Microorganisms 09 00115 g001
Table 1. Origin of the Aspergillus isolates from two municipalities of Havana, Cuba.
Table 1. Origin of the Aspergillus isolates from two municipalities of Havana, Cuba.
CerroOutdoor airCCMFBH-835, CCMFBH-836, CCMFBH-837, CCMFBH-838, CCMFBH-841, CCMFBH-842, CCMFBH-843, CCMFBH-844, CCMFBH-845, CCMFBH-846, CCMFBH-847, CCMFBH-852, CCMFBH-853, CCMFBH-854, CCMFBH-855, CCMFBH-856, CCMFBH-857, CCMFBH-858, CCMFBH-860, CCMFBH-863, CCMFBH-864, CCMFBH-868, CCMFBH-869
Outdoor airCCMFBH-878, CCMFBH-879, CCMFBH-886, CCMFBH-887, CCMFBH-891, CCMFBH-892, CCMFBH-898, CCMFBH-899
CerroIndoor airCCMFBH-839, CCMFBH-848, CCMFBH-849, CCMFBH-850, CCMFBH-859, CCMFBH-861, CCMFBH-862, CCMFBH-866, CCMFBH-867, CCMFBH-870, CCMFBH-871, CCMFBH-872, CCMFBH-873, CCMFBH-874, CCMFBH-899, CCMFBH-900, CCMFBH-901, CCMFBH-902, CCMFBH-903, CCMFBH-904, CCMFBH-905, CCMFBH-906, CCMFBH-907, CCMFBH-908, CCMFBH-909, CCMFBH-911, CCMFBH-912, CCMFBH-913, CCMFBH-914, CCMFBH-919, CCMFBH-920, CCMFBH-921, CCMFBH-922, CCMFBH-923, CCMFBH-924 CCMFBH-925, CCMFBH-926, CCMFBH-940, CCMFBH-941, CCMFBH-942, CCMFBH-944, CCMFBH-945, CCMFBH-946, CCMFBH-947, CCMFBH-948, CCMFBH-949, CCMFBH-950, CCMFBH-951, CCMFBH-952
Indoor airCCMFBH-875, CCMFBH-876, CCMFBH-880, CCMFBH-881, CCMFBH-883, CCMFBH-884, CCMFBH-885, CCMFBH-888, CCMFBH-889, CCMFBH-890, CCMFBH-893, CCMFBH-895, CCMFBH-896, CCMFBH-916, CCMFBH-917, CCMFBH-918, CCMFBH-927, CCMFBH-928, CCMFBH-929, CCMFBH-930, CCMFBH-932, CCMFBH-933, CCMFBH-934, CCMFBH-935, CCMFBH-936, CCMFBH-937, CCMFBH-938, CCMFBH-939, CCMFBH-953, CCMFBH-954, CCMFBH-955, CCMFBH-996, CCMFBH-997, CCMFBH-1000, CCMFBH-1001
CerroDustCCMFBH-965, CCMFBH-966, CCMFBH-967, CCMFBH-968, CCMFBH-969, CCMFBH-970, CCMFBH-971, CCMFBH-972, CCMFBH-973, CCMFBH-974, CCMFBH-975, CCMFBH-976, CCMFBH-977, CCMFBH-978
DustCCMFBH-979, CCMFBH-980, CCMFBH-981, CCMFBH-982, CCMFBH-983, CCMFBH-984, CCMFBH-985, CCMFBH-986, CCMFBH-987, CCMFBH-988, CCMFBH-989, CCMFBH-990, CCMFBH-992, CCMFBH-993, CCMFBH-994, CCMFBH-995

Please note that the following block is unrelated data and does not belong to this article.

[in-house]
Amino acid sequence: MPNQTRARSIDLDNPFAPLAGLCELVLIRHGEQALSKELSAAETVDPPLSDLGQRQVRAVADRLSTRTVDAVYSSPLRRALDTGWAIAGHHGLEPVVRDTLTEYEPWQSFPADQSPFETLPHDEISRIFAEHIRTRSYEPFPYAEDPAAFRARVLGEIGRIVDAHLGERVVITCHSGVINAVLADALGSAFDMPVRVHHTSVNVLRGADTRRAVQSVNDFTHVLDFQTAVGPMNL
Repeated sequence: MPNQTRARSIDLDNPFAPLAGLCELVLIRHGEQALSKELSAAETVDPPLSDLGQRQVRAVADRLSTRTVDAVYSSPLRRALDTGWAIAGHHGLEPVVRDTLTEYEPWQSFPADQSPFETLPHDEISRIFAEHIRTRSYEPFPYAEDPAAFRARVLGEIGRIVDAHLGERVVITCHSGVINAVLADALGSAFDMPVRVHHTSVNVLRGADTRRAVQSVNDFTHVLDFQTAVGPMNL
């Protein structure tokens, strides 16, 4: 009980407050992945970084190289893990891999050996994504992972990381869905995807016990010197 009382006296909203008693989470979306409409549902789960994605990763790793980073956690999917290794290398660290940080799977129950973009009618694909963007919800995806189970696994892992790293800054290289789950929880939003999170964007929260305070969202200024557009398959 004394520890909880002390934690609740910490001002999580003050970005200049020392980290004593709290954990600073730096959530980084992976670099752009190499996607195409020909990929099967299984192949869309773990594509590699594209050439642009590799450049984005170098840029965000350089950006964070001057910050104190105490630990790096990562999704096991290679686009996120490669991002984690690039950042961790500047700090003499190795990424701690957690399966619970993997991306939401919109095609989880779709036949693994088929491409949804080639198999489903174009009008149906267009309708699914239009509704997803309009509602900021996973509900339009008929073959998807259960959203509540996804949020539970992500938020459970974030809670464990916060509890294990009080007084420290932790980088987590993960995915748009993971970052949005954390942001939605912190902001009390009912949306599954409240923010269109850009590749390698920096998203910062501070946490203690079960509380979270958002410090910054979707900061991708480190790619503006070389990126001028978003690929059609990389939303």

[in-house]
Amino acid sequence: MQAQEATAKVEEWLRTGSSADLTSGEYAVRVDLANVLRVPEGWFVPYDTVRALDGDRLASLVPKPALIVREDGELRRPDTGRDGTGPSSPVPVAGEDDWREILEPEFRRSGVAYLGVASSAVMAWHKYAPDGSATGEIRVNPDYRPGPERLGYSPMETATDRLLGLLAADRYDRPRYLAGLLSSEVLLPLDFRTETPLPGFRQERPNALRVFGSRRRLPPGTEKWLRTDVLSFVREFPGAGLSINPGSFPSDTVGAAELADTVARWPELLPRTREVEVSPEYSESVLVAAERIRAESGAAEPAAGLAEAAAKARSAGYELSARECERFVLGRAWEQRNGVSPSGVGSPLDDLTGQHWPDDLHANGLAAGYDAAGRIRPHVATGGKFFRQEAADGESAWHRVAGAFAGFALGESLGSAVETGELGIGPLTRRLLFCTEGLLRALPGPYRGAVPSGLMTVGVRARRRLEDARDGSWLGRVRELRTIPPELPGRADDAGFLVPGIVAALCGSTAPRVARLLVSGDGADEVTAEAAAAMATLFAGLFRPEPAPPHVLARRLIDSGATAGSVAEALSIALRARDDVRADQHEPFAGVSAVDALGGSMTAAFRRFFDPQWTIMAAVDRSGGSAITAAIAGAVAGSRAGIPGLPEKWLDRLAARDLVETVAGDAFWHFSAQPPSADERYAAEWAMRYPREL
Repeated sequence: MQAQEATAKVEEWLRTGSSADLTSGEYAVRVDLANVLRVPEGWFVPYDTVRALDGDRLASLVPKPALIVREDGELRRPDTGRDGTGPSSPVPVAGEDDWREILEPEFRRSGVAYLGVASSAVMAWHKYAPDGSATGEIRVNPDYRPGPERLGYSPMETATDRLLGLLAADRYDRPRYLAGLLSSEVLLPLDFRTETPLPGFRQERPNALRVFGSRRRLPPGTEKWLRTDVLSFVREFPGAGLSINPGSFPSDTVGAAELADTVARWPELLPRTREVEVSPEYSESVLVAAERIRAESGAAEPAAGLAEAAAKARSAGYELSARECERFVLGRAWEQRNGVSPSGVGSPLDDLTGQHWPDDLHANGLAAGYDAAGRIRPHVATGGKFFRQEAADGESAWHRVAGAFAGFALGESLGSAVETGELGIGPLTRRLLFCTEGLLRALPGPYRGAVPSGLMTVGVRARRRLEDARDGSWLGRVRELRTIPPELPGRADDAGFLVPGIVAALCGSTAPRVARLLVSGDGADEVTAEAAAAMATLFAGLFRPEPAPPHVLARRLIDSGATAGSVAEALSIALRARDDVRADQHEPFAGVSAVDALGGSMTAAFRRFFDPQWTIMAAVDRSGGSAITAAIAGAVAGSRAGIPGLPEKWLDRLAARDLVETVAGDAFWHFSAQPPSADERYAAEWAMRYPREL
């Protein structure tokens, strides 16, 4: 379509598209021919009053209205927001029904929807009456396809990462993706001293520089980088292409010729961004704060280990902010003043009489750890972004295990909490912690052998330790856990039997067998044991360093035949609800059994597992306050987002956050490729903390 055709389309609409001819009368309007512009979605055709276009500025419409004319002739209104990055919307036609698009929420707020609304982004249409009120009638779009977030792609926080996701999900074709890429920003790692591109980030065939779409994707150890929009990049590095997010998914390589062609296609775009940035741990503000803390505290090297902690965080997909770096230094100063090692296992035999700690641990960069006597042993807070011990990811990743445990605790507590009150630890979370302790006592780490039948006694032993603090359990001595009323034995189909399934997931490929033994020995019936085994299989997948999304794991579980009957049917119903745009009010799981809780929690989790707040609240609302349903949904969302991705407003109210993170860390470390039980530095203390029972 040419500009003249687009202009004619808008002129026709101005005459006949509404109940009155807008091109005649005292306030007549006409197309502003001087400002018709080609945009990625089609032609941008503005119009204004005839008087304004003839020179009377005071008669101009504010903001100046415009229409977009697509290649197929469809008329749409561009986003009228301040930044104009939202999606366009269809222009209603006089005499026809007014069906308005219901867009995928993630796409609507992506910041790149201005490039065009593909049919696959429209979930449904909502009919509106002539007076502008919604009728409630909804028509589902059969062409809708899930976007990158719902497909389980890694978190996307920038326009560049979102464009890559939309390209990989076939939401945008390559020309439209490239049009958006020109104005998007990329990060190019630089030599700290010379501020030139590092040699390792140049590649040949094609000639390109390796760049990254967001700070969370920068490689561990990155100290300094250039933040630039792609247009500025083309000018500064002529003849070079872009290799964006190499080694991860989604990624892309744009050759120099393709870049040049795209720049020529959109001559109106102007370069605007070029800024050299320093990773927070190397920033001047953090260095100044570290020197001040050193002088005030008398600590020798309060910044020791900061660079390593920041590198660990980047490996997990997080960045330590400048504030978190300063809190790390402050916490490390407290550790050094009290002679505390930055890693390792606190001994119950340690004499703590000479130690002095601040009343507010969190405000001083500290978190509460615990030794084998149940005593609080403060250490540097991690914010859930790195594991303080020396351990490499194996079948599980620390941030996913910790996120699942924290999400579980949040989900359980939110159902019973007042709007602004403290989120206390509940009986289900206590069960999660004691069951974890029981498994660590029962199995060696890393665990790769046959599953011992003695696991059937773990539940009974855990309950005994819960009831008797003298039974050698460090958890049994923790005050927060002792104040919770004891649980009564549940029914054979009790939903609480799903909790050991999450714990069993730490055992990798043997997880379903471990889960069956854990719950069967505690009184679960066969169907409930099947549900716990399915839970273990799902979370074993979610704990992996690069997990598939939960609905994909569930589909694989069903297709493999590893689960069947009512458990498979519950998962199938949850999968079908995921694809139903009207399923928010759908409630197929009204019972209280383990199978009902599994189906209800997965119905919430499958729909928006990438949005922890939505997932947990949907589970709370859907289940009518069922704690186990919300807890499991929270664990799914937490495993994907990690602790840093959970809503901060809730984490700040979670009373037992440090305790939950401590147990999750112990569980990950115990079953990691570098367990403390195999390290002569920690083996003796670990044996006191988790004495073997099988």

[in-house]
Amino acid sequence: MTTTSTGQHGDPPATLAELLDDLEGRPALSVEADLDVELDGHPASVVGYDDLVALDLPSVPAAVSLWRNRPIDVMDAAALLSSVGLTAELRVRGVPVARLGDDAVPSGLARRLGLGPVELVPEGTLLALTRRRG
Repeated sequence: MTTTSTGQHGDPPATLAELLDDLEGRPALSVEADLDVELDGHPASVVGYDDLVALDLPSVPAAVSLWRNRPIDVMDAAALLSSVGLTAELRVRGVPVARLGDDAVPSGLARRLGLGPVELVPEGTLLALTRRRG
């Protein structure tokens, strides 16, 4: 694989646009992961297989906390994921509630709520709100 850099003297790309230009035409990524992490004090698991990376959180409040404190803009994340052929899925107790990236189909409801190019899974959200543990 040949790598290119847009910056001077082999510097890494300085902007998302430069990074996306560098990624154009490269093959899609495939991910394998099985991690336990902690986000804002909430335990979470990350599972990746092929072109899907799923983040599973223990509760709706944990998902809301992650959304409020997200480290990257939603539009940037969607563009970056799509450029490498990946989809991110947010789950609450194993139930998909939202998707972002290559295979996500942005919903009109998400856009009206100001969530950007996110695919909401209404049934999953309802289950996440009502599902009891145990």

CerroWallsCCMFBH-956, CCMFBH-958
WallsCCMFBH-959, CCMFBH-960, CCMFBH-961, CCMFBH-962, CCMFBH-963, CCMFBH-964
Table 2. Distinctive macro and micromorphological features of the studied Aspergillus isolates.
Table 2. Distinctive macro and micromorphological features of the studied Aspergillus isolates.
SectionMacro- and Micromorphological Characteristics
VersicoloresColony on CYA, 25 °C, 7 days: Variable coloration, greenish, turquoise, yellowish, and radially sulcate; velutinous texture; tawny olive to orange cinnamon reverse, vinaceous or brown or scarlet; moderate to abundant exudate, clear to yellowish to reddish-brown, reddish-brown soluble pigment. Biseriate conidial heads, radiate, globose to subglobose conidia, rough to prickly.
UstiColony on CYA, 25 °C, 7 days: Blond/greyish-yellow; floccose texture; yellow reverse with a beige center. Biseriate, predominantly pyriform vesicles, globose conidia, very rough ornamentation, with an inner and outer visible wall.
FlaviColony on CYA, 25 °C, 7 days: Green olive, brown olive, greenish-brown, brownish yellow; woolly or floccose texture; colorless, light brown or orange reverse. Presence of brown sclerotia in some isolates. Biseriate and uniseriate conidial heads, radiated to columnar; rough, colorless stipe, globose to ellipsoidal conidia, rough in some isolates.